Once again, it is time to trudge into the muck of films unable to make it to the ER for rescuing before their untimely demise, so bad they rotted out the ambulance and now overgrown by nature, forgotten by many, especially the horror fans. Yes, DOA uncovering the worst of the worst, when one says they have seen the wretched have they really, what determines this baffling question. This week, Predatory Instinct comes from one-time director Daniel Alexander, who also served as editor for his movie, with the assistance of screenwriter Brian Bentel (also his only screen credit) bring a tired old storyline to the audience. Bentel, who holds a Ph.D. in sociology from Texas A&M, expresses many thoughts into his character Emmett with long winded dry dissertations on humans hunter prey and the love affair of eating meats. More on this thought process later, the movie hatched from production companies Type A Entertainment (their only film) and a larger known company Abnormal Entertainment, achieved a successful distribution from Brain Damage Films (though some sources state Midnight Releasing), and if one’s familiar with their track record then you know already what lies ahead of you. By the way most of the cast starred in either Flesh, TX (2009) from director Guy Crawford or Blood Moon Rising (2009) by director Brian Skiba, making this a reunion of sorts, and these two films rank higher on popularity than Predatory Instinct.
Now this reviewer took the time and struggled to stay focused for the entire 94-running time, however I found myself able to successful multitask while jotting down some notes as I always do, for anything I am reviewing. Nevertheless, this review likely won’t be long, as the dialogue bores oneself, and not much keeps the film entertaining, in fact the awkwardness screams out on the screen, from the visuals to the presentation of the characters. Therefore, I sacrificed what little sanity I have left as well as my eyesight and my love for the horror genre, so you could and can avoid this nightmare.
The flick opens with a woman screaming in a forest, and bumping to two unknown men, who utter rude statements, before some noisy industrial music echoes over and the screen shows teeth chopping maybe some blood but it’s all much jumbled and then wam-bam jump cut. All one needs to know that the staple of customary horror set-ups employed in the movie, a group of so-called friends head to a stranger’s home for fun which we all know means slaughter-fest and death – except the blood loss highly limited. Alright I suppose one could delve a bit further, but I warn you, it never gets much better, the low production values clearly showing, with the sound muffling often, it all starts a bar, obviously after-hours, Randi (Stephanie Cunningham) turned on by mysterious customer named Emmett (Aaron Ginn-Forsberg) who excites her telling tales of pleasure, passion, and playful enjoyment. It’s off with friends Brandon (Michael Jason Allen), southern ass crude to the bone, thinking he’s the gift and god to women, no one talking him seriously, but makes mention of raping and dumping bodies as they Randi and Trish (Kristin Leigh) travel further into the back-country to the remote home with Emmett. All of it foreshadowing to their plight of situation though, no one very concern, who would be?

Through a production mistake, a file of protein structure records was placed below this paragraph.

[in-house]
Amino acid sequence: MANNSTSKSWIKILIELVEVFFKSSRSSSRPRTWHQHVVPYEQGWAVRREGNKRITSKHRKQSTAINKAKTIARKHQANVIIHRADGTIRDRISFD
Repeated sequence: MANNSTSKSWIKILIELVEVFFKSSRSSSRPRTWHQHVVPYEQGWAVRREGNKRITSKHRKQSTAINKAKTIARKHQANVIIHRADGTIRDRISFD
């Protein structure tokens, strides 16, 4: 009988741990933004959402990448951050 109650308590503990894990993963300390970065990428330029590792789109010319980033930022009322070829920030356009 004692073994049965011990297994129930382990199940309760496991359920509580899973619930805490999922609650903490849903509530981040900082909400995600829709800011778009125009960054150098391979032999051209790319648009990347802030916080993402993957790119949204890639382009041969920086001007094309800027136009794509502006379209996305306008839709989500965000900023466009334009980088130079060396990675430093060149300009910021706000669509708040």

Once inside the house, the camera shifts a tad too much, losing focus a bit, Emmett introducing his friend Lydia (Davina Joy), a vixen, and another quiet stranger Shea (Josh Bingenheimer) and then odd fun of talking starts – lots of talking, and even more talking. Randi and Emmett slip away for a drug inducing lustful feeding frenzy of carnal desires. However, he leaves a bit drained of the passionate domination of her and returns to the party. Lydia and Brandon venture off to dance, and into a private S&M room where she tries to dominate but enrages him into a brutal rage attacking her, fret not show knows how to handle his sexual aggression and meat. Meanwhile Emmett escorts Trish and Shea over to the kitchen for more drinks and talking learning that Trish actually vegan, something which disturbs Emmett and begins a philological discussion involving civil norms, humans as the highest form and society outlook, hence Bentel’s expressing deep thoughts.
Later after dinner, they return to the living room to play clothed porno-title charades – lame game within a dull party, before learning of the death of (spoiler) Brandon… Emmett “Let’s all sleep on it, since we’re drunk and high” sure – normal thing that happens at parties. Trish and Shea venture to the bedroom to engage in lovemaking, by morning all the pieces in place rush the ending, as the film overstayed its invitation too.
Many times great efforts find themselves wasted, from poor editing to a weakened script, nevertheless what wrecks the movie sound issues, muddling the dialogue of the characters. As to reflect on the script, action becomes an important in horror films, unless you have the stellar actors to pull from in heavy thick tedious preaching speeches.
Predatory Instinct, DOA, unsure where the budget got spent, clearly not on the screen enough, the end of the second act delivers outrageous unbelievable concepts too far-fetched for any entertainment worth. The film lists itself as Action/Suspense/Horror, sure action to stay awake, suspense is it over yet, sorry even more talking, and last one, no way, no thrills, no chills, and limited blood loss, time to return the film to the grave.
IMDb rating: 1.7/10
DOA rating: 1.5/10
The flick available from Amazon, DVD $14.99 or rent $2.99 and you could purchase the Move SD $9.99 at this link: